Two executives were sentenced in U.S. District Court in Miami for their role in a conspiracy to fix prices of international freight forwarding services, the Department of Justice announced today. Roberto Dip and Jason Handal were charged with fixing prices in June 2018, and pleaded guilty in November 2018. A magistrate judge in Miami ordered Dip detained pending trial; he served over five months in jail before being released on bond.
Dip, the president and CEO of a Louisiana-based freight forwarding company, and Handal, the company’s manager, organized meetings throughout the United States where they reached agreements with their competitors to fix the prices for freight forwarding services provided in the United States and elsewhere from at least as early as September 2010 until at least March 2015. Dip was sentenced to 18 months’ imprisonment, with credit for time served. Handal was sentenced to 15 months’ imprisonment. Each executive was also sentenced to pay a $20,000 criminal fine and to three years of supervised release.
“These defendants’ conduct raised freight-forwarding prices by as much as 20 percent, victimizing vulnerable consumers and individuals sending gifts and household goods to family members and loved ones for holidays,” said Assistant Attorney General Makan Delrahim of the Department of Justice’s Antitrust Division. “Today’s sentences reflect the significant harm that the defendants caused, and should send a message to other would-be price-fixers that this crime will not go unpunished.”
“This investigation is an example of the FBI’s commitment to investigating individuals when they operate outside the law to conspire to fix prices in the consumer marketplace,” stated Eric J. Rommal, FBI New Orleans Special Agent in Charge. “I would like to thank the investigative team and Department of Justice’s Antitrust Division prosecutors who have worked on this complex investigation and are committed to holding those accountable who disregard the rule of law for their own financial gain. The FBI will continue to work to protect consumers against all forms of fraud, deceit, and illegal activity.”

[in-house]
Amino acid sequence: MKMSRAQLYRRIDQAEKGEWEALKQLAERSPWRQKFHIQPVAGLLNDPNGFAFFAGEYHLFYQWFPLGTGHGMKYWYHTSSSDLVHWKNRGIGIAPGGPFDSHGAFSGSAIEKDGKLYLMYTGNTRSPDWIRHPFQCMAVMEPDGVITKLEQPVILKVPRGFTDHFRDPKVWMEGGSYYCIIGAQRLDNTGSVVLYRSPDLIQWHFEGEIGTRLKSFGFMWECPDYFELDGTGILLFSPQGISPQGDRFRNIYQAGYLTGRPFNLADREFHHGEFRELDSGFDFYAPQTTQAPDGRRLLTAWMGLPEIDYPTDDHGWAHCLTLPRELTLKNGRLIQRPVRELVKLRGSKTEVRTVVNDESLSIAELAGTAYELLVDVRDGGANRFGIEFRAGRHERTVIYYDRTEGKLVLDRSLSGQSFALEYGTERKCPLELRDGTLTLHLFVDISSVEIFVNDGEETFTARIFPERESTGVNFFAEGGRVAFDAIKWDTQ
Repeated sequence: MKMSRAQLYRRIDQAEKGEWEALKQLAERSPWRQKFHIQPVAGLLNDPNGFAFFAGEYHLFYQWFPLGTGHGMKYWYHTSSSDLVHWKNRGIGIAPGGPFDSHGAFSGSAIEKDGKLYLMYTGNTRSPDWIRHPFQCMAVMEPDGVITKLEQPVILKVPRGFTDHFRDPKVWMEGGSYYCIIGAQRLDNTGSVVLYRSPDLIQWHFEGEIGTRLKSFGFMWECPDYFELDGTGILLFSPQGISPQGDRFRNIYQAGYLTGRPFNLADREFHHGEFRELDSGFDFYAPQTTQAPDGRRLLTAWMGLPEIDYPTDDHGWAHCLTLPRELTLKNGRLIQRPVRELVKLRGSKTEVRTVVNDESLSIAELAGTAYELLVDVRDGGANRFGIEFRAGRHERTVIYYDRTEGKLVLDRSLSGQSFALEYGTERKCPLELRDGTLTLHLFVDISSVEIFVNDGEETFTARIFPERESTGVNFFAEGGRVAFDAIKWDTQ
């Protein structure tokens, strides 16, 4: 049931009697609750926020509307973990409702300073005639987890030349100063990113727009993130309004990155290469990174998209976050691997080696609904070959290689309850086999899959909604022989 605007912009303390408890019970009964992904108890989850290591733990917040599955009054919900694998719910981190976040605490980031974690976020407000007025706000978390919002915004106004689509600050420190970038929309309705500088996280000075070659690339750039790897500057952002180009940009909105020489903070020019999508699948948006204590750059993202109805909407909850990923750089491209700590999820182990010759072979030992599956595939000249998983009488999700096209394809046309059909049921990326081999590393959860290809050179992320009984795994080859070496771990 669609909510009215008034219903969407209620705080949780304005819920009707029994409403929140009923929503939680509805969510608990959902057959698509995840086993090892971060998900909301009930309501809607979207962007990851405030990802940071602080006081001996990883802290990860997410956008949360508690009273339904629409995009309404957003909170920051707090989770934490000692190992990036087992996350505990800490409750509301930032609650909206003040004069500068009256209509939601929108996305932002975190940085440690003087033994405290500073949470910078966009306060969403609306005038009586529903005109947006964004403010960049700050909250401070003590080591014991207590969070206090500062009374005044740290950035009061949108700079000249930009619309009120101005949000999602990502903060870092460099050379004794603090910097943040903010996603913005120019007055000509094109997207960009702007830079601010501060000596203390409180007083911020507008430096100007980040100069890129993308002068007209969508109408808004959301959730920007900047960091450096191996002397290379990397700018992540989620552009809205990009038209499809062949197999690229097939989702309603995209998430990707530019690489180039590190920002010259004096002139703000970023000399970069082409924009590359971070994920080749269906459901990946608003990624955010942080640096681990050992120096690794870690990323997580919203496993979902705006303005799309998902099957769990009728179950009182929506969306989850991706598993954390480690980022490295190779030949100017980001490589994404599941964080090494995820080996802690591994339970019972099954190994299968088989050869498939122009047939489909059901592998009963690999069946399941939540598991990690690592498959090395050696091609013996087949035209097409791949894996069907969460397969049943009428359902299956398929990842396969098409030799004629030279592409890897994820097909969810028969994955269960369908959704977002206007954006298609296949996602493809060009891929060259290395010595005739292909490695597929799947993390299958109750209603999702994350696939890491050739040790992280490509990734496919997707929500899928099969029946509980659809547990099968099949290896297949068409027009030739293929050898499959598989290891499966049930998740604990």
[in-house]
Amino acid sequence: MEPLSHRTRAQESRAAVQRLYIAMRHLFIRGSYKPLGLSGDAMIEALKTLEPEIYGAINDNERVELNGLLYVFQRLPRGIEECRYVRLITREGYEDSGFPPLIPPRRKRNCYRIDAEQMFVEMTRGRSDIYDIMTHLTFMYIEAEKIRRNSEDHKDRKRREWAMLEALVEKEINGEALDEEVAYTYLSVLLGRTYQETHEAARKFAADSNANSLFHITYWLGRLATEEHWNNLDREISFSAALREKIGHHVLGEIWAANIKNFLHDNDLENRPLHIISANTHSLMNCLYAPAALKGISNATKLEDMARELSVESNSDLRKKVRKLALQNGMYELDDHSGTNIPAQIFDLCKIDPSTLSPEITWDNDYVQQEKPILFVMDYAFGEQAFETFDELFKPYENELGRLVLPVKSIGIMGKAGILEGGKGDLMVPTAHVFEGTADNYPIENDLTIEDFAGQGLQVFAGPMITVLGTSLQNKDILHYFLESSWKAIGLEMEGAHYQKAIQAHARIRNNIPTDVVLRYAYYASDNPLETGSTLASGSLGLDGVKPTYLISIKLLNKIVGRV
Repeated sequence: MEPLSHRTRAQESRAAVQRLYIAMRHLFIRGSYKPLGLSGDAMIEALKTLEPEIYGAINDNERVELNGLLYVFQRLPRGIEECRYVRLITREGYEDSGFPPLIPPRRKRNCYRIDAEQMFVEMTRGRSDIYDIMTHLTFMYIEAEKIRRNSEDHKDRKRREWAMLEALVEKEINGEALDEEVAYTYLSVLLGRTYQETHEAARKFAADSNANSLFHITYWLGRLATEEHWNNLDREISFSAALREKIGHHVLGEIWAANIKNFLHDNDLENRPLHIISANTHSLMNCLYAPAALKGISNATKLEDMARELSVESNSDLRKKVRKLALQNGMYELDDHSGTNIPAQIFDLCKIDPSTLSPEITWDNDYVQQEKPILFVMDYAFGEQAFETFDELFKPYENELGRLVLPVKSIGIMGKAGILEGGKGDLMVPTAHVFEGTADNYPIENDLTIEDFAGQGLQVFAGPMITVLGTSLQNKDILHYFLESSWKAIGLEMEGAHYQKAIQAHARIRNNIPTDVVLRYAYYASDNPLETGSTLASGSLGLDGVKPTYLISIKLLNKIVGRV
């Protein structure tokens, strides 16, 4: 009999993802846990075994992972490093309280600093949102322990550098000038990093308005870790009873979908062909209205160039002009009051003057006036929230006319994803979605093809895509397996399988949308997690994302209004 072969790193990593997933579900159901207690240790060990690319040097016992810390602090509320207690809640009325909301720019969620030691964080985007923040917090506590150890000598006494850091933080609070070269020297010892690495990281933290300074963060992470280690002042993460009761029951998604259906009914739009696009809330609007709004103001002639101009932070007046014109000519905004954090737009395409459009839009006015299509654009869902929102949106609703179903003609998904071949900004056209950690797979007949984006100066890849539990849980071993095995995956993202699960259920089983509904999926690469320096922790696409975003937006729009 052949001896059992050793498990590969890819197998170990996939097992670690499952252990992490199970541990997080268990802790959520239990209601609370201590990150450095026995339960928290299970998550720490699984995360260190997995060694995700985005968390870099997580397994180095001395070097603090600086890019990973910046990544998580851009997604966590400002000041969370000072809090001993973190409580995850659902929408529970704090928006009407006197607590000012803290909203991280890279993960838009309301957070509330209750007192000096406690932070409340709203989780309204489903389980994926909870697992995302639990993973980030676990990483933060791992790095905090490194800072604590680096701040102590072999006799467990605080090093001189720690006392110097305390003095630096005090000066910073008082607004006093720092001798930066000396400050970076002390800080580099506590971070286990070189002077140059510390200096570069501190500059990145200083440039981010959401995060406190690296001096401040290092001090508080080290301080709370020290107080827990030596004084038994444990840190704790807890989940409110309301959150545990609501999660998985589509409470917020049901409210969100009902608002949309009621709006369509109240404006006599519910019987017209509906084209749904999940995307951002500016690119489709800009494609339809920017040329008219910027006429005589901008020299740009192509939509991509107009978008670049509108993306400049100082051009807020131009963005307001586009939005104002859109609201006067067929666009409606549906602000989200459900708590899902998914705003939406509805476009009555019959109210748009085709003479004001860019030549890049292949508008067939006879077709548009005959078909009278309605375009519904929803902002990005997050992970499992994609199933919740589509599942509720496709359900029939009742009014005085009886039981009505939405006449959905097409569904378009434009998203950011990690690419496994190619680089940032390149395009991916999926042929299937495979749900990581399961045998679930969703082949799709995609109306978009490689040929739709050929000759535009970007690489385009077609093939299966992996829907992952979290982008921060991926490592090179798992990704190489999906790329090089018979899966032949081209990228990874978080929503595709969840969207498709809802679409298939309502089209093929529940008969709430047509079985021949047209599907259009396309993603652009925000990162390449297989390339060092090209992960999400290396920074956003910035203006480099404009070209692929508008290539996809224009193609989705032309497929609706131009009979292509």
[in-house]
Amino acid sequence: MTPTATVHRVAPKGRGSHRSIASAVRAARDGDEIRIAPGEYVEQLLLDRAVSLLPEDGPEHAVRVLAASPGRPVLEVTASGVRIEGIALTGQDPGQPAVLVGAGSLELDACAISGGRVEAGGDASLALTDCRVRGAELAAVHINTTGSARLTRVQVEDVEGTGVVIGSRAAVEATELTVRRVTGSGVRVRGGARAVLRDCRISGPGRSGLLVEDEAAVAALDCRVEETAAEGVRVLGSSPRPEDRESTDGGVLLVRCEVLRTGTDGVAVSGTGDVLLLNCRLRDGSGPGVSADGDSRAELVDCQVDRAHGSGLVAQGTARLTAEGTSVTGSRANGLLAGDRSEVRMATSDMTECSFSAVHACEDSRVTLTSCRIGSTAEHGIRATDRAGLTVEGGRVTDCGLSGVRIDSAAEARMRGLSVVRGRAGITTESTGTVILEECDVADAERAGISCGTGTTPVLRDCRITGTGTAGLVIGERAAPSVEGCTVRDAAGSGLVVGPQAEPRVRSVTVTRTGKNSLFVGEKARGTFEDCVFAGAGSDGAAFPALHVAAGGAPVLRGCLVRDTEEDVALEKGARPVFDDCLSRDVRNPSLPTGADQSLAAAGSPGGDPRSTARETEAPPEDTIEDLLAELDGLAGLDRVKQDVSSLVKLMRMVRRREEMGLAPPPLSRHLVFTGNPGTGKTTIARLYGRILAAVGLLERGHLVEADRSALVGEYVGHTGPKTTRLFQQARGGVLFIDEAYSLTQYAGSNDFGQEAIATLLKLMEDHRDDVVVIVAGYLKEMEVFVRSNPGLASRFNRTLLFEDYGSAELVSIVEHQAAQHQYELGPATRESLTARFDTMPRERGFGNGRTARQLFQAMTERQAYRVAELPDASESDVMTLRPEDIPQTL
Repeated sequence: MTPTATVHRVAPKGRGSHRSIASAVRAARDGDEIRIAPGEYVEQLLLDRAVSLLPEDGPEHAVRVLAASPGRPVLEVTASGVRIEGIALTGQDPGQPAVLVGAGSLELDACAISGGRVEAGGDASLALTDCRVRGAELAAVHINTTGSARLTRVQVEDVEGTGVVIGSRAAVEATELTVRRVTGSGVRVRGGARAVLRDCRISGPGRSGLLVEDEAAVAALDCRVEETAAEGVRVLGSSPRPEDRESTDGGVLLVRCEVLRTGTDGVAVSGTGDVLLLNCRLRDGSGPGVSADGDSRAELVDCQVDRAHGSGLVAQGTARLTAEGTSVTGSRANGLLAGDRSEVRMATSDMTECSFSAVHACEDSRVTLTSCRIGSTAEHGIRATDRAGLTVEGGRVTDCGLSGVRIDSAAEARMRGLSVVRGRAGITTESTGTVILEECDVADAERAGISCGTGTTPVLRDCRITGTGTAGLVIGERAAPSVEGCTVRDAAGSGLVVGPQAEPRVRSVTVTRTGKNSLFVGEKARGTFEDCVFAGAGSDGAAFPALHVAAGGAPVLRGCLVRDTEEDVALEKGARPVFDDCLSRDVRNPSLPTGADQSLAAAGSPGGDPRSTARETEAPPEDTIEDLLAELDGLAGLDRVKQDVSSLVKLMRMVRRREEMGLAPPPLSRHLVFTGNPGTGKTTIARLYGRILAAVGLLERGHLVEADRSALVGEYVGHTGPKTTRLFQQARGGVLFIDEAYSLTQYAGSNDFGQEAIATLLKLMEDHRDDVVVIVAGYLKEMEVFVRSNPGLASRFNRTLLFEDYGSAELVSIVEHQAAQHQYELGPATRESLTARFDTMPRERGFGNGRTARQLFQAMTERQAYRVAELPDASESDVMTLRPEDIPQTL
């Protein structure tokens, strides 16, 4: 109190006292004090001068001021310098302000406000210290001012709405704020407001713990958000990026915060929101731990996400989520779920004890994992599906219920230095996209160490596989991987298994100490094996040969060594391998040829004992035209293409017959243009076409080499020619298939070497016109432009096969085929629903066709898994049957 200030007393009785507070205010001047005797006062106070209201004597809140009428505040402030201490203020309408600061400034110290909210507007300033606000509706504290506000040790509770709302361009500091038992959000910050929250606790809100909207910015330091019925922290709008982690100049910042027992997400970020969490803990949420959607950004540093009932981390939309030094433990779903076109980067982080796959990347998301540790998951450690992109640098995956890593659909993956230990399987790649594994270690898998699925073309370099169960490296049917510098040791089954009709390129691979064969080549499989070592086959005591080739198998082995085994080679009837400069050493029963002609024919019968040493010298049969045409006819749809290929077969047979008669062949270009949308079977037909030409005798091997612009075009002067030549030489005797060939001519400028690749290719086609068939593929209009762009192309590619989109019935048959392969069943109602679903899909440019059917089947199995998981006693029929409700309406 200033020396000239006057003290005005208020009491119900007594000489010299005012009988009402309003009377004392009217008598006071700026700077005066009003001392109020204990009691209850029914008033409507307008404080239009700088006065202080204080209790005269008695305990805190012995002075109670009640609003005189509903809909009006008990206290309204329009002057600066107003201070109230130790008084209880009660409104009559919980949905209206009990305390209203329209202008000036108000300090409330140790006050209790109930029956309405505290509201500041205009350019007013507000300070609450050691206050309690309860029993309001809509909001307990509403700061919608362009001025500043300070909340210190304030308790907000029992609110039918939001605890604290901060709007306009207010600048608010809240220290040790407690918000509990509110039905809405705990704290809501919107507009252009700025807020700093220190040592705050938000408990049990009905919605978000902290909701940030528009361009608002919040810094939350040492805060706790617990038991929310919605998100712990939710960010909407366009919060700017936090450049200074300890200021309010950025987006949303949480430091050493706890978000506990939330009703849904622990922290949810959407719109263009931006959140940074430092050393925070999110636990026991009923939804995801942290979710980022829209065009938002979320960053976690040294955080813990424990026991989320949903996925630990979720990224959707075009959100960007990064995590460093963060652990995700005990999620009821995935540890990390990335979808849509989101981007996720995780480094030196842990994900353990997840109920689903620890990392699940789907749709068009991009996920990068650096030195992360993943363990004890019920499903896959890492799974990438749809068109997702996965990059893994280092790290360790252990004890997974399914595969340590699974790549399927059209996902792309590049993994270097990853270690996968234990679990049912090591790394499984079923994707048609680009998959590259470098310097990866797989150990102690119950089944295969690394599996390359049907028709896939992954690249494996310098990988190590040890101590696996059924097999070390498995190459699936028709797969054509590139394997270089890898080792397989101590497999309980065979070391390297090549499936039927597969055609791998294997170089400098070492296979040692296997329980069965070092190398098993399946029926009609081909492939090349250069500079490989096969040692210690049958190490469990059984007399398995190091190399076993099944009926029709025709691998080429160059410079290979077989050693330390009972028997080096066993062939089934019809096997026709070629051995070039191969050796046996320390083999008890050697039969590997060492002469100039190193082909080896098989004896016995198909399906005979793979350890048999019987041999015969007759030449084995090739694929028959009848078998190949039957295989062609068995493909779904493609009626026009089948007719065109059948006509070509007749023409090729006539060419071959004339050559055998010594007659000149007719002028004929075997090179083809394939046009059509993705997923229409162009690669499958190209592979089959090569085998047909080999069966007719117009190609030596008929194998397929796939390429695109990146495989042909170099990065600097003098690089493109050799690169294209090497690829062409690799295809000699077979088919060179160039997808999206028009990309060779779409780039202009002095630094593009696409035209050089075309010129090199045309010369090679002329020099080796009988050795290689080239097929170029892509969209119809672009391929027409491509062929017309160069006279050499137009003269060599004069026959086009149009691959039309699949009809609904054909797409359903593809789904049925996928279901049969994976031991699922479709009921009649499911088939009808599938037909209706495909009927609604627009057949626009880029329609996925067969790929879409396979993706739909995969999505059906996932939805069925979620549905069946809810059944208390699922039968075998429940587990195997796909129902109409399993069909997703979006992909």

The ongoing investigation into price fixing in the international freight forwarding industry is being conducted by the Antitrust Division’s Washington Criminal I Section and the FBI’s New Orleans Division. Anyone with information in connection with this investigation is urged to call the Antitrust Division’s Washington Criminal I Section at 202-307-6694, visit www.justice.gov/atr/contact/newcase.html or call the FBI tip line at 415-553-7400.
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